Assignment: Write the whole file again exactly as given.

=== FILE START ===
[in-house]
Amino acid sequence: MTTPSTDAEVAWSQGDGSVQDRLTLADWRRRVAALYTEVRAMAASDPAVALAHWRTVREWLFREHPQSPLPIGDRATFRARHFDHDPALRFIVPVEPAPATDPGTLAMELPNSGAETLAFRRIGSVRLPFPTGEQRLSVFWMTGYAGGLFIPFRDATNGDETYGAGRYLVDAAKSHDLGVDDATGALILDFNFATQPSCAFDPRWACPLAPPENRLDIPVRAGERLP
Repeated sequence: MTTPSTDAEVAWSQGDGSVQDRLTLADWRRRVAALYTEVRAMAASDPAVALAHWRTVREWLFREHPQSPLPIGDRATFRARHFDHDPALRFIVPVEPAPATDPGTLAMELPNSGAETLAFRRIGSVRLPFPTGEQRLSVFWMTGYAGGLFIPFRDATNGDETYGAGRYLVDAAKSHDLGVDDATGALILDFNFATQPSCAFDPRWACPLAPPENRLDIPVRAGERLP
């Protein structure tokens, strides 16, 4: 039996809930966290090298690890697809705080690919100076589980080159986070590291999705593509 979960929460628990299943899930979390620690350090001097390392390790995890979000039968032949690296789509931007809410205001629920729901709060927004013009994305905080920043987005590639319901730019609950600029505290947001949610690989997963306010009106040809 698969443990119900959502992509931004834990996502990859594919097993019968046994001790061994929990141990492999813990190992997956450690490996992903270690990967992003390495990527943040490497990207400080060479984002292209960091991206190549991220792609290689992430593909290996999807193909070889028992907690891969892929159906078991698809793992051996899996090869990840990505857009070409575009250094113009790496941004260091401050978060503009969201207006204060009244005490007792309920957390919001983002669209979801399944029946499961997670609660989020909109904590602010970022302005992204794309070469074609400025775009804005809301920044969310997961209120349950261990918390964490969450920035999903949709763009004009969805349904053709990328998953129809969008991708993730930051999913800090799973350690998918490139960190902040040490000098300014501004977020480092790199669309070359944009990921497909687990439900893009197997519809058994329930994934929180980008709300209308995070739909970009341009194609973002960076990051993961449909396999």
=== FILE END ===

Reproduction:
[in-house]
Amino acid sequence: MTTPSTDAEVAWSQGDGSVQDRLTLADWRRRVAALYTEVRAMAASDPAVALAHWRTVREWLFREHPQSPLPIGDRATFRARHFDHDPALRFIVPVEPAPATDPGTLAMELPNSGAETLAFRRIGSVRLPFPTGEQRLSVFWMTGYAGGLFIPFRDATNGDETYGAGRYLVDAAKSHDLGVDDATGALILDFNFATQPSCAFDPRWACPLAPPENRLDIPVRAGERLP
Repeated sequence: MTTPSTDAEVAWSQGDGSVQDRLTLADWRRRVAALYTEVRAMAASDPAVALAHWRTVREWLFREHPQSPLPIGDRATFRARHFDHDPALRFIVPVEPAPATDPGTLAMELPNSGAETLAFRRIGSVRLPFPTGEQRLSVFWMTGYAGGLFIPFRDATNGDETYGAGRYLVDAAKSHDLGVDDATGALILDFNFATQPSCAFDPRWACPLAPPENRLDIPVRAGERLP
């Protein structure tokens, strides 16, 4: 039996809930966290090298690890697809705080690919100076589980080159986070590291999705593509 979960929460628990299943899930979390620690350090001097390392390790995890979000039968032949690296789509931007809410205001629920729901709060927004013009994305905080920043987005590639319901730019609950600029505290947001949610690989997963306010009106040809 698969443990119900959502992509931004834990996502990859594919097993019968046994001790061994929990141990492999813990190992997956450690490996992903270690990967992003390495990527943040490497990207400080060479984002292209960091991206190549991220792609290689992430593909290996999807193909070889028992907690891969892929159906078991698809793992051996899996090869990840990505857009070409575009250094113009790496941004260091401050978060503009969201207006204060009244005490007792309920957390919001983002669209979801399944029946499961997670609660989020909109904590602010970022302005992204794309070469074609400025775009804005809301920044969310997961209120349950261990918390964490969450920035999903949709763009004009969805349904053709990328998953129809969008991708993730930051999913800090799973350690998918490139960190902040040490000098300014501004977020480092790199669309070359944009990921497909687990439900893009197997519809058994329930994934929180980008709300209308995070739909970009341009194609973002960076990051993961449909396999």